Coupa Inspire Keynote: Some New Procurement Ideas (Part 2)

In less than a month, I’ll be delivering a presentation at the Coupa Inspire event (April 8-10) in San Francisco. I’m creating new materials for the show to highlight a number of areas procurement needs to focus on as it attempts to create new sources of savings, value, and risk avoidance. In the first installment of this series, I introduced the following five themes that I’m planning to weave into my talk, suggesting that procurement must:

  1. Become more elegant in strategy, structure and execution.
  2. Find new ways of fostering responsibility
  3. Instill a performance and metrics-driven culture
  4. Develop “unorthodox” CFO and finance engagement techniques
  5. Tackle predictive buying and decision guidance support

There are five additional elements I’m planning to weave into the talk as well. The first of these builds on the underlying capability to support the fifth element – tackling predictive buying and decision support guidance. This is, simply put, understanding the meaning of data enlightenment.

To this sixth element, procurement has a long way to go in not only becoming data driven, but reaching a stage of data enlightenment where it serves as the nexus for the broader organization in gathering, synthesizing and acting on both internal and external sources of spend, supplier, category, market/geographical and commodity information.  This changes the role of procurement from just information actor and influencer to knowledge and insight owner. One way to look at this is procurement as the corporate intelligence librarian for the twenty-first century. But there won’t be any card catalogs, buns, or spectacles to be found.

This element of knowledge management and information owner brings me to the seventh point that I plan to make – how procurement can become an organizational steward, orchestrating the complex and interrelated dance of internal stakeholders, suppliers and networks. I recently heard a partner from the Deloitte Sourcing and Operations practice refer to a similar concept as procurement getting into the business of sourcing and managing ideas for the company. Now that is a more elegant way to put it, but the concepts are the same. To source ideas, one needs to be able to gather, ideate, package and share, always being on the look out for the next big thing (e.g., a supplier innovation or a disruptive new product segment forming in an emerging market). Who better than procurement to take this role?

The eighth element is one that I admit to repurposing from past presentations, but trust me, the time is finally nearing for procurement to consistently and effectively lasso services spend. I can’t overstate the importance of services spend to the business – and to procurement’s future. If procurement organizations fail to play an enabling role in managing such category spending in areas including marketing, professional/management services, IT services, BPO, etc., we can kiss goodbye the slight – I would honestly argue superficial lift – we got from a few folks in the C-suite finally taking Peter Kraljic’s article on purchasing evolving from supply management to heart.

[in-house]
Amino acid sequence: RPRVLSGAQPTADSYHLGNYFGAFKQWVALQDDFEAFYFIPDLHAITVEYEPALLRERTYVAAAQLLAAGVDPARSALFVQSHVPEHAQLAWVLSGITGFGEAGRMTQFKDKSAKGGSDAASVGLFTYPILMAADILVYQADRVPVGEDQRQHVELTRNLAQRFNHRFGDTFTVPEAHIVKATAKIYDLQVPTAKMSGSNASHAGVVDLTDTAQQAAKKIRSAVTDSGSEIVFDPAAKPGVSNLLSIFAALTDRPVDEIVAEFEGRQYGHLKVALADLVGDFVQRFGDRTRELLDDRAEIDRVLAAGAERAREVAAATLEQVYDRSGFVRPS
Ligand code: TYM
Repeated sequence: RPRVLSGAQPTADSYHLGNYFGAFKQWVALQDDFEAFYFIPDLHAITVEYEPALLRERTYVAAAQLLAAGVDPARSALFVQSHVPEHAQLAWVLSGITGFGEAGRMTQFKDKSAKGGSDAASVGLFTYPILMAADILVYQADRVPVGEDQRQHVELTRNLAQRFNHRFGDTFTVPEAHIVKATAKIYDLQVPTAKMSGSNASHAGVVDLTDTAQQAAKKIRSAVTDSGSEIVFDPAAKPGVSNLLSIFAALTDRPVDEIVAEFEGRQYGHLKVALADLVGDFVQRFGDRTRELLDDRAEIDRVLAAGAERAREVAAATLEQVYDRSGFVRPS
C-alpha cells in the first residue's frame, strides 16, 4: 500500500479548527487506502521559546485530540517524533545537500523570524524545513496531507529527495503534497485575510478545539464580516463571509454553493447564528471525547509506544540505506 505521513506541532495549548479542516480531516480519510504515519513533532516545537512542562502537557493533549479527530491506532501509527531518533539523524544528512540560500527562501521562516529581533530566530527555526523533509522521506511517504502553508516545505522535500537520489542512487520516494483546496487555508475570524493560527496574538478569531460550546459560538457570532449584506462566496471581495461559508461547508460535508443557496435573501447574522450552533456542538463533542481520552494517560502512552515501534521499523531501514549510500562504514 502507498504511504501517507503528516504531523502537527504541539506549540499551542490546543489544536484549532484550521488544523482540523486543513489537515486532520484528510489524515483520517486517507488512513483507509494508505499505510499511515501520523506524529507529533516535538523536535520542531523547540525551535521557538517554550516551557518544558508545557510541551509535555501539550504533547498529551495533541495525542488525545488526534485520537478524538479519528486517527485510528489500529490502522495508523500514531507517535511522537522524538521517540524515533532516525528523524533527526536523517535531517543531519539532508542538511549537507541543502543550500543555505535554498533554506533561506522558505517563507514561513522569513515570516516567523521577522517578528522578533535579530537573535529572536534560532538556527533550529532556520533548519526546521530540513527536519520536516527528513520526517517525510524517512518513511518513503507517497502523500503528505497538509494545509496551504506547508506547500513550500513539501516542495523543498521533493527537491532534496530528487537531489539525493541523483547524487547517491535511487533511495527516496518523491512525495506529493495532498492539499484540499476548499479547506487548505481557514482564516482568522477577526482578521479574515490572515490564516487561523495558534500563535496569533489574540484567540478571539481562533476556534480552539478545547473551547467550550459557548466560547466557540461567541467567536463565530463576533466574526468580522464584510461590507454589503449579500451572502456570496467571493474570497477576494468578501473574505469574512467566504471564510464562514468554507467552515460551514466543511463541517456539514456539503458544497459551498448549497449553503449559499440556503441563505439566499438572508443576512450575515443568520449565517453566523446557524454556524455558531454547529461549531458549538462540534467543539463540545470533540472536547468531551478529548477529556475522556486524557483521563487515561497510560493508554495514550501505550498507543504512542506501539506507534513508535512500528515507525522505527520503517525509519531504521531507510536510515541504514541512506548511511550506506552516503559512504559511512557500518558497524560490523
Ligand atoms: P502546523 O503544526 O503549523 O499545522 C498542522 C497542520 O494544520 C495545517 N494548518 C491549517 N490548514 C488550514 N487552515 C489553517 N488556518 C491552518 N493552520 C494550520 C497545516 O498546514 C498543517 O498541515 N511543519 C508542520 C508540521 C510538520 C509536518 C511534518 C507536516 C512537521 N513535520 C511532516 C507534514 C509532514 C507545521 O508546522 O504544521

Winning the favor of services spend owners is essential. Part of this brings me to the ninth element that I’m working on, which involves disarming IT organizations and CIOs (in more ways than one). Procurement is at an amazing place when it comes to being the firewall between internal stakeholders, systems, processes and the outside world, focused usually – but not exclusively – on the demand side of the supply chain. Most IT organizations have not yet figured out how to effectively manage interrelated company processes and systems extending outside the four walls. Who better than procurement to take this lead and to truly disarm IT organizations, become a new partner to CIOs – not to mention helping better manage IT procurement and vendor management functions in new and more effective ways.

Of course this ties into my final tenth point of my talk: moving beyond the cloud to consider the broader impact – and intersections – of applications, networks and platforms that exist within and between organizations. This concept of platform is important. And it’s totally up for grabs at the moment. There is no Facebook or Twitter for procurement and supply chain, a centralized platform that organizations build off of to enable new types of transactional connectivity, visibility and risk management. How platforms relate to connectivity webs/networks and cloud applications themselves – and where functionality ultimately resides for users – is a critical question to ponder.

Join me in San Francisco at Coupa INSPIRE if you can. While I can’t promise that I’ll be able to pull off the Rob Bernshteyn 150 slides in 15 minutes routine, I am spending more time than I have in years pulling together a keynote that I hope, if you pardon the pun, inspires – or at least really gets attendees to think about the evolution of procurement’s place in the business.

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